Authors of section


Arnold Besselaar, Daniel Green, Andrew Howard

Executive Editor

James Hunter

General Editor

Fergal Monsell

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Patient preparation in lateral position

1. Introduction

The lateral position provides good access to the greater trochanter for nailing.

Gravity displaces the soft tissues away from nail entry site.

Lateral patient position

2. Preoperative preparation

Read the additional material on preoperative preparation.

3. Anesthesia

  • General anesthesia
  • Local nerve block
  • Combination of nerve block and light general anesthesia

4. Prophylactic antibiotics

Antibiotics are administered according to local antibiotic policy and specific patient requirements.

Many surgeons use Gram-positive prophylactic antibiotic cover for operative management of closed fractures, adding Gram-negative prophylactic cover for open fractures.

Antibiotic therapy will never compensate for poor surgical technique.

5. Clinical assessment of rotation of the femur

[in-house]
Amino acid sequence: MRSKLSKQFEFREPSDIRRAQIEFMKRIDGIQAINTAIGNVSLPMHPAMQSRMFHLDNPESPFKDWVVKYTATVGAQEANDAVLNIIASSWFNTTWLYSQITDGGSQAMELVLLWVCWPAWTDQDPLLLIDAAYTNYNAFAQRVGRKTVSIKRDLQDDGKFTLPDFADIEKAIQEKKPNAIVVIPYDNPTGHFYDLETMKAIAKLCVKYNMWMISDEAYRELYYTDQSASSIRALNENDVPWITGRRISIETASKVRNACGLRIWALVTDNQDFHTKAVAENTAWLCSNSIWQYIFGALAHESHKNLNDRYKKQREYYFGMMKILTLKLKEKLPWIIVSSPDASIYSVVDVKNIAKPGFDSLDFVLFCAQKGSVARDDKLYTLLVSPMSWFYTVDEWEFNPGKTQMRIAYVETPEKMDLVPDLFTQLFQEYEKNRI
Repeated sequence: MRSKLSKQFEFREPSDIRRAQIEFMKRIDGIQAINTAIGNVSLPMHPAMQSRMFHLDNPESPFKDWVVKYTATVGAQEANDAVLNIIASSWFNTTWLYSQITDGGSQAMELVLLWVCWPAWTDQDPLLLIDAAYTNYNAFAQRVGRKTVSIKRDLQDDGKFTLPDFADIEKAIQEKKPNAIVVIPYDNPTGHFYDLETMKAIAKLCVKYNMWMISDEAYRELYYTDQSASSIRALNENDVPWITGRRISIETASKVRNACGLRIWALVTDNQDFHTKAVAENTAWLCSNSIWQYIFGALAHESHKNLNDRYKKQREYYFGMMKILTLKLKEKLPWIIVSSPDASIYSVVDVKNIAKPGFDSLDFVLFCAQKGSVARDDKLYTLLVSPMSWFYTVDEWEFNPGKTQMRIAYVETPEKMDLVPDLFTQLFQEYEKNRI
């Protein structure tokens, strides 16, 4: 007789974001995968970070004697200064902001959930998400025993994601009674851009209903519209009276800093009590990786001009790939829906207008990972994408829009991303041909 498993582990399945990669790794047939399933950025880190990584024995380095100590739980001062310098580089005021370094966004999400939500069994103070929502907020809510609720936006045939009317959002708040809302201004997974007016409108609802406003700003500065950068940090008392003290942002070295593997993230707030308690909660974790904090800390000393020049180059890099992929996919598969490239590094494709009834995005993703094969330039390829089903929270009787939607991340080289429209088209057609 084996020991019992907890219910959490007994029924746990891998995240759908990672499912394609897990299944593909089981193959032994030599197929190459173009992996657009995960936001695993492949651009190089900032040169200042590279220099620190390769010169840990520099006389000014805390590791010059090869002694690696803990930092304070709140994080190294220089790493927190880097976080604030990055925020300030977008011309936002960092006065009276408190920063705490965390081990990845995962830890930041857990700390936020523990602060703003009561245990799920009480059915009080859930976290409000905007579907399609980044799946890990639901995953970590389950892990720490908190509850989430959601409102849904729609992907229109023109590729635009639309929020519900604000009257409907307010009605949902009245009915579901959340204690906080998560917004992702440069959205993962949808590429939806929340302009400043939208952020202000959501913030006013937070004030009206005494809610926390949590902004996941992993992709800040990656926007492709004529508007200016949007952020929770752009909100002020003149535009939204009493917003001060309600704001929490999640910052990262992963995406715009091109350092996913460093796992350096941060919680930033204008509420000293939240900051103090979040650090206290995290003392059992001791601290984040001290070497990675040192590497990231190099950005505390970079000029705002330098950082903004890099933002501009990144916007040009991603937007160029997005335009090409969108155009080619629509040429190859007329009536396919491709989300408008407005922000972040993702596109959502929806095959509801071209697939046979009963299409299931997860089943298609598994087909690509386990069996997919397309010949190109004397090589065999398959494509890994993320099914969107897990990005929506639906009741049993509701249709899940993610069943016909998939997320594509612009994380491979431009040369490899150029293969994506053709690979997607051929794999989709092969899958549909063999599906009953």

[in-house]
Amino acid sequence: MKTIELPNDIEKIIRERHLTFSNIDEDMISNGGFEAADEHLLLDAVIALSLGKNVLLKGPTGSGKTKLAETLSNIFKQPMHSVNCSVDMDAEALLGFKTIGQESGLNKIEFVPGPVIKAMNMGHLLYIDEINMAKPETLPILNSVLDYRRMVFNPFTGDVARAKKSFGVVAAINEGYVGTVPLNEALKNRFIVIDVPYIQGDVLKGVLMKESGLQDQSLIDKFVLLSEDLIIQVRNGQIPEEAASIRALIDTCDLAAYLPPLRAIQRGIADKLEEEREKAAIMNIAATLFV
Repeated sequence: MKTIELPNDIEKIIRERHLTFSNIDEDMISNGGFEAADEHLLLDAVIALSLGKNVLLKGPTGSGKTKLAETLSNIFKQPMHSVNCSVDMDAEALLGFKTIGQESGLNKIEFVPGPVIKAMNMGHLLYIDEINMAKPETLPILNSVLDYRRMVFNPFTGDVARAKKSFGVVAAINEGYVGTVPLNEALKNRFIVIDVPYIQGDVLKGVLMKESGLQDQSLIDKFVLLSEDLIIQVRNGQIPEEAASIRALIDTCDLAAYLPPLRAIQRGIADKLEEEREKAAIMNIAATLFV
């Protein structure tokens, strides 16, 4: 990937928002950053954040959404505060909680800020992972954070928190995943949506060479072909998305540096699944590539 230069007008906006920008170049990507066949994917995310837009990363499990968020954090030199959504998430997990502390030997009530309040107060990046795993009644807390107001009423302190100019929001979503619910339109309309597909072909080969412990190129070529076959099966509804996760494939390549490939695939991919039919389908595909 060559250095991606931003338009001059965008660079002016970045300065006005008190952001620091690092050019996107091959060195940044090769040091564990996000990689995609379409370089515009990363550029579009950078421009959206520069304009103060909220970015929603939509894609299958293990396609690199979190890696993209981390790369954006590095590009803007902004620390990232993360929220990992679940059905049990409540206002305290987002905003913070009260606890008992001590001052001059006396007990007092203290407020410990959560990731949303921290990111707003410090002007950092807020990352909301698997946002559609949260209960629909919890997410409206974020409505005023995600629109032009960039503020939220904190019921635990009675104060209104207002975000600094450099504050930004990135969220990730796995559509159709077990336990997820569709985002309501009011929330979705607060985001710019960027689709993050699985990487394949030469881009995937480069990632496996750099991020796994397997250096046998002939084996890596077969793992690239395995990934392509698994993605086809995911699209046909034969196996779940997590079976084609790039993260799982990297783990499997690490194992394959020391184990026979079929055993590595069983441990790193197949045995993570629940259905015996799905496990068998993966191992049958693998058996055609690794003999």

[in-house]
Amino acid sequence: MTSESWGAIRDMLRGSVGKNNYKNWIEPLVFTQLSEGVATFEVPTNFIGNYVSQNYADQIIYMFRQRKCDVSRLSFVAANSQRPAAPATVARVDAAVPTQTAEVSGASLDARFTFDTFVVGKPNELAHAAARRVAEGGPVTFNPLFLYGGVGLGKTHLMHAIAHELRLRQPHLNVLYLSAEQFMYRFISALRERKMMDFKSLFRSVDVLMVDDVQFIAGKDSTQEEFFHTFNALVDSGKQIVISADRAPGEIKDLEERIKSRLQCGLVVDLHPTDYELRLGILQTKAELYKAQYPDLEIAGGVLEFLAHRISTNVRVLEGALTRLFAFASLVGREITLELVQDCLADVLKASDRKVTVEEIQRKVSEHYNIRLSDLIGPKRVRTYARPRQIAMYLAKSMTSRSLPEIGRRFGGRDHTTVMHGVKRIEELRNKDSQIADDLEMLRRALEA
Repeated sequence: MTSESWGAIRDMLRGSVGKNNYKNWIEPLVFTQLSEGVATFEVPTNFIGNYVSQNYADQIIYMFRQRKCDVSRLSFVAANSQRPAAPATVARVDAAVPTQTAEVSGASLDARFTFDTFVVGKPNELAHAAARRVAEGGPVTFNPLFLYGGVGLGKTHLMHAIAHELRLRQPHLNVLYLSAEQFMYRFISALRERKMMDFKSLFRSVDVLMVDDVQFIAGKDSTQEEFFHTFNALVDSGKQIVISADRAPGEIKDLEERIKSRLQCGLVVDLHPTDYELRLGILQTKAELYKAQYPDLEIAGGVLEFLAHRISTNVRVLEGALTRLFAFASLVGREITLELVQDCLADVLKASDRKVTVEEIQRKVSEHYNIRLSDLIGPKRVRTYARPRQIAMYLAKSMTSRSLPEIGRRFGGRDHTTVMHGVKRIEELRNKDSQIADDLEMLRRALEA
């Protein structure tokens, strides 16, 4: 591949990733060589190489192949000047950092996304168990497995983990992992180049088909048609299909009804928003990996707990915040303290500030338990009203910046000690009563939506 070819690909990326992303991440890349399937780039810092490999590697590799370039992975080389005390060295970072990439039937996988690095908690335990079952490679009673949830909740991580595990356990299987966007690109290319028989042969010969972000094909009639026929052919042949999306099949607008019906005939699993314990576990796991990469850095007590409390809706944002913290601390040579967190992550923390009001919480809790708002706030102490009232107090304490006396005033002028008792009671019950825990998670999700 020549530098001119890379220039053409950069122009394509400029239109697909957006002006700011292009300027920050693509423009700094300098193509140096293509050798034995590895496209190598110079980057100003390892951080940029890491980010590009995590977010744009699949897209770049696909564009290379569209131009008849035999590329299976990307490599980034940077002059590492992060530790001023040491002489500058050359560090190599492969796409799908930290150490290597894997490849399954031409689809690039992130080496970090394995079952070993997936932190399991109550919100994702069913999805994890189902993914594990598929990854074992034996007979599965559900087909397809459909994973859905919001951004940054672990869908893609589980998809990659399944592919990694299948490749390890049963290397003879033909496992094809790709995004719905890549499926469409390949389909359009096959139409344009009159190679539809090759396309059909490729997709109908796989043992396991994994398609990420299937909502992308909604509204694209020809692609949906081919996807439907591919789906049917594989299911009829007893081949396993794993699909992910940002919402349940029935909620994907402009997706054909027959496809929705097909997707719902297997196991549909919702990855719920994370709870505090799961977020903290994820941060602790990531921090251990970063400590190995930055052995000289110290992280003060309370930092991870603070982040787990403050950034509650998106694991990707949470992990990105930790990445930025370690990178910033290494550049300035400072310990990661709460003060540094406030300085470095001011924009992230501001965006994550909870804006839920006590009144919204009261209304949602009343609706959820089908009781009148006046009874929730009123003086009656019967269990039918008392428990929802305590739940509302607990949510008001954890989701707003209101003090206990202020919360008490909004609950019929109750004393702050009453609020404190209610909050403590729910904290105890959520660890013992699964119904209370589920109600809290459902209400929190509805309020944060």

Prior to patient preparation and draping, examine the opposite intact femur to determine the rotational range-of-motion.

If the patient is supine, demonstrate femoral rotation with the hip and knee each flexed to 90°.

Internally and externally rotate the femur and record the maximum range.

Clinical assessment of rotation of the uninjured leg

6. Patient position

The patient is placed in a lateral position and securely held with props on the lumbar spine and the anterior superior iliac spine (ASIS).

The contralateral shoulder must be carefully positioned to prevent brachial plexus injury.

Bolsters, pads or a bean bag can be used to support the pelvis anteriorly and posteriorly.

Lateral patient position

7. C-arm positioning

Adjust the table and C-arm so that AP and lateral views can be obtained.

Position the C-arm perpendicular to the operating table.

C-arm positioning

8. Skin preparation and draping

Fully prepare and drape the leg.

Drape the C-arm of the image intensifier completely.

Skin preparation and draping

9. OR set-up

The optimal position of the surgeon is behind the patient with the operated leg slightly flexed and adducted to provide access to the femoral intramedullary canal.

The position of the screen should allow a direct view for the surgeon.

OR set-up
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